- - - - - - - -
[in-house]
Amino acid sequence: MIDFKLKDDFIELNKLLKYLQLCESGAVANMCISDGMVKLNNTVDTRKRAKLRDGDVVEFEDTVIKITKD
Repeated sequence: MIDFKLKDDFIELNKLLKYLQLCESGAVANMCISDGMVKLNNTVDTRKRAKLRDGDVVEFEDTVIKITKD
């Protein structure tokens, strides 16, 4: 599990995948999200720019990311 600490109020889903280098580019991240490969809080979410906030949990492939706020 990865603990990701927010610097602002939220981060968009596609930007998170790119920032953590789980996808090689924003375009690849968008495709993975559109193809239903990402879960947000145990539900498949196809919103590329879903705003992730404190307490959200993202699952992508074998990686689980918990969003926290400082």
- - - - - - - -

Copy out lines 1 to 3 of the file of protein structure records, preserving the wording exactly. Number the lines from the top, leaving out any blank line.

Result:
[in-house]
Amino acid sequence: MIDFKLKDDFIELNKLLKYLQLCESGAVANMCISDGMVKLNNTVDTRKRAKLRDGDVVEFEDTVIKITKD
Repeated sequence: MIDFKLKDDFIELNKLLKYLQLCESGAVANMCISDGMVKLNNTVDTRKRAKLRDGDVVEFEDTVIKITKD